Colleen Reed and a classmate in rehearsal at The University of Oklahoma. Photo by Noor Eemaan, Courtesy Reed.

Think A Dance Degree Is Only Good for A Performance Career? Here Are 4 Grads with 4 Different Career Paths.

When you decided to pursue a dance degree, it was most likely with the intent to join a ballet company after graduation. But college is also a place of self-exploration and discovery—and sometimes your dreams change. While auditioning for companies may seem the natural "next step" for graduating dance majors, a degree can lead to a variety of paths. Here are four recent dance program graduates with four different career goals.

Devinne Cook, University of North Carolina School of the Arts

Photo by Rodney Rice, Randolf Images, Courtesy Davinne Cook

"When I was applying to colleges, I knew that dance was something I was good at, and something I wanted to do as long as possible," says Devinne Cook, who graduated from University of North Carolina School of the Arts with a BFA in dance last spring. By her sophomore year, however, something had changed: The high caliber of talent at UNCSA reframed her perspective on what it takes to be a successful dancer. "I just started feeling really defeated, like I wasn't going to make it," she says.

Cook felt a great deal of pressure, having convinced her mom to let her apply to only conservatory programs: "When I decided I wasn't going to dance after college, I didn't tell my mom. I just told myself, 'I'm going to finish my degree.' "

Somewhat panicked, Cook looked into simultaneously pursuing an online business degree, but it wasn't feasible. "Our dance schedule was pretty demanding, and I would have been stretched too thin," she says. She decided to take the next two years to explore potential career paths.

Cook got some clarity her senior year, when she served as co-chair in two extracurricular organizations. "I realized I'm really good at administrative work, and I got so much more fulfillment out of it than performing," she says. With this new insight, she began looking into graduate programs in arts administration. All the while, she continued taking technique, repertory and liberal arts classes, savoring the opportunity to grow in UNCSA's immersive environment. Her decision to stick with the dance program paid off her senior year, when she had the opportunity to perform work by Doug Varone. "He came to UNCSA to set a piece on us, and it was honestly my most fulfilling performance experience, ever," she says.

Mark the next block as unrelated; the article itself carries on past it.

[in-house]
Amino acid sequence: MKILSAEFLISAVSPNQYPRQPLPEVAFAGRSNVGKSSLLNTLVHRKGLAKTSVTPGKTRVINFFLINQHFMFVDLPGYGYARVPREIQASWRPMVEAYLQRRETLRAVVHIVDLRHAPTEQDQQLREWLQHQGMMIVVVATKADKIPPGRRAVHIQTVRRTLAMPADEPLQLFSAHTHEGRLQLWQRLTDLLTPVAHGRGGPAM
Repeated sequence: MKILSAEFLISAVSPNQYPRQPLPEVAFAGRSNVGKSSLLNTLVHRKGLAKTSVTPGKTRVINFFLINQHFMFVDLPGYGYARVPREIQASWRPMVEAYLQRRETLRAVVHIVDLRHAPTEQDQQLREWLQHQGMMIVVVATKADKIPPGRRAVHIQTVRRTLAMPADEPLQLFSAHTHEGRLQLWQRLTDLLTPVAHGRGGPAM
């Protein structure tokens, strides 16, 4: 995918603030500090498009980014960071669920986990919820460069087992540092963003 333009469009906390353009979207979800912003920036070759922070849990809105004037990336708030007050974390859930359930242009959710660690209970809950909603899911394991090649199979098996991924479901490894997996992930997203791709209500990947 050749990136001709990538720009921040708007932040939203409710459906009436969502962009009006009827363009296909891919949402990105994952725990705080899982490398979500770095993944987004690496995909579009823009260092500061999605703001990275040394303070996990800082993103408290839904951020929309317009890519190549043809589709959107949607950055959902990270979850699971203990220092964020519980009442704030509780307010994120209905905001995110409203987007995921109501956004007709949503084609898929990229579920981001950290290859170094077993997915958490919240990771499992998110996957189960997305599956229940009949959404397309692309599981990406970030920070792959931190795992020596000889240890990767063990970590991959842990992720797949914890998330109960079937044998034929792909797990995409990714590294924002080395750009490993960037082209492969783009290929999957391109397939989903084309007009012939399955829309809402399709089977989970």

Cook plans to keep dance a part of her life. She began her master's degree in business/arts administration at Wake Forest University this summer, with aspirations to open a dance studio.

Orlagh McKenzie, Point Park University

Photo by Kamillia McKracken, Courtesy McKenzie

By age 14, Orlagh McKenzie knew she wanted to join a professional ballet company. This aspiration took her to Point Park University, where she began working toward her BA in dance in 2014. Yet something shifted around her sophomore year. "My sister is a psychologist, and she would share stories about helping children and the great feelings it gave her," she says. "I realized I wanted to experience that in my career." In high school, McKenzie had worked with abused dogs. She thought there might be a career that could utilize that experience, but for children who were victims of abuse. That's when she stumbled upon dance therapy, and began to revise her postgraduate plans.

Letting go of her dance dream wasn't easy. "I spent a lot of time second-guessing what I wanted," she says. "I felt lost. I had this career path in my head for so long, and now everything I knew was going away." But when she finally made the decision to apply to graduate programs in dance therapy, she felt a sense of happiness and excitement. "I knew then that I was making the right choice," she says.

McKenzie continued her dance training with the same rigor, while also exploring courses in human development and psychology. "Point Park's training program is so amazing," she says. "It's an intense schedule with 18 credit hours of technique, and I wanted to take advantage of every moment of it." Because of her packed dance schedule during the year, McKenzie used her summers to take prerequisite courses for graduate school at her local community college. Now, she's working toward her MA in dance/movement therapy at Lesley University. She hopes to continue dancing and to take on the occasional freelance project, but she's excited to be working toward her new dream career.

Anna Grunewald, Jacob's School of Music, Indiana University

Grunewald in Balanchine's "La Source." Photo by Morgan Buchart, Courtesy Grunewald.

Anna Grunewald considered auditioning for companies right after high school, but a bad spinal injury her senior year temporarily closed that door. "I was wary of pursuing a dance degree, because I didn't know a lot of dancers who chose that path," she says. "But because I could use videos to audition while I recovered, it seemed like the best option for me."

She knew she had made the right decision as soon as she entered the ballet department at Indiana University. "It didn't feel like I was delaying anything," she says. The staff at IU run the ballet department as much like a professional company as possible. More than that, Grunewald relished the exposure to world-class training and diverse repertoire, as she took on roles from Balanchine to Bournonville to Mark Morris. "I not only developed a stronger sense of technique and awareness of my body as a dancer, I developed a completely new sense of artistry," she says. Grunewald believes her experience at IU helped prepare her for her performance career, which she will begin this fall as an apprentice with Ballet Arizona.